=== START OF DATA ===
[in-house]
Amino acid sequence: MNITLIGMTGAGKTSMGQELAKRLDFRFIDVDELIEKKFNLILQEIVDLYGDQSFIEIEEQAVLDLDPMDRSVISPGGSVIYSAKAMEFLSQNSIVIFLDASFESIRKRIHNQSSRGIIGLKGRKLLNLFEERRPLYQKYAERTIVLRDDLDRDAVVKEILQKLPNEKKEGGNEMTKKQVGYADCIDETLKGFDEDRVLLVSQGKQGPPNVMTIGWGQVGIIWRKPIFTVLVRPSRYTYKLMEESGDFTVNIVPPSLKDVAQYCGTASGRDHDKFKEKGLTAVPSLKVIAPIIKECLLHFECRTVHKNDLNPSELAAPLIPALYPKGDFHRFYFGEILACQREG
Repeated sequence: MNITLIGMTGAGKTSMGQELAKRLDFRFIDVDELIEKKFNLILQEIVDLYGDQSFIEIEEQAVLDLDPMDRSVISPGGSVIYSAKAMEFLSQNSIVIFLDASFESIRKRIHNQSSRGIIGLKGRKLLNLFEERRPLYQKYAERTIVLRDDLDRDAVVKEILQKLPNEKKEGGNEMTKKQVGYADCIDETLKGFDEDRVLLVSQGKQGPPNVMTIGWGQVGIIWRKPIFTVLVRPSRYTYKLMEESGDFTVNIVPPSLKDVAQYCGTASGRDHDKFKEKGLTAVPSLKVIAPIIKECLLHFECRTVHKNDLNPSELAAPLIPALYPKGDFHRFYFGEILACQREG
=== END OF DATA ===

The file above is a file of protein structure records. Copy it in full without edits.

[in-house]
Amino acid sequence: MNITLIGMTGAGKTSMGQELAKRLDFRFIDVDELIEKKFNLILQEIVDLYGDQSFIEIEEQAVLDLDPMDRSVISPGGSVIYSAKAMEFLSQNSIVIFLDASFESIRKRIHNQSSRGIIGLKGRKLLNLFEERRPLYQKYAERTIVLRDDLDRDAVVKEILQKLPNEKKEGGNEMTKKQVGYADCIDETLKGFDEDRVLLVSQGKQGPPNVMTIGWGQVGIIWRKPIFTVLVRPSRYTYKLMEESGDFTVNIVPPSLKDVAQYCGTASGRDHDKFKEKGLTAVPSLKVIAPIIKECLLHFECRTVHKNDLNPSELAAPLIPALYPKGDFHRFYFGEILACQREG
Repeated sequence: MNITLIGMTGAGKTSMGQELAKRLDFRFIDVDELIEKKFNLILQEIVDLYGDQSFIEIEEQAVLDLDPMDRSVISPGGSVIYSAKAMEFLSQNSIVIFLDASFESIRKRIHNQSSRGIIGLKGRKLLNLFEERRPLYQKYAERTIVLRDDLDRDAVVKEILQKLPNEKKEGGNEMTKKQVGYADCIDETLKGFDEDRVLLVSQGKQGPPNVMTIGWGQVGIIWRKPIFTVLVRPSRYTYKLMEESGDFTVNIVPPSLKDVAQYCGTASGRDHDKFKEKGLTAVPSLKVIAPIIKECLLHFECRTVHKNDLNPSELAAPLIPALYPKGDFHRFYFGEILACQREG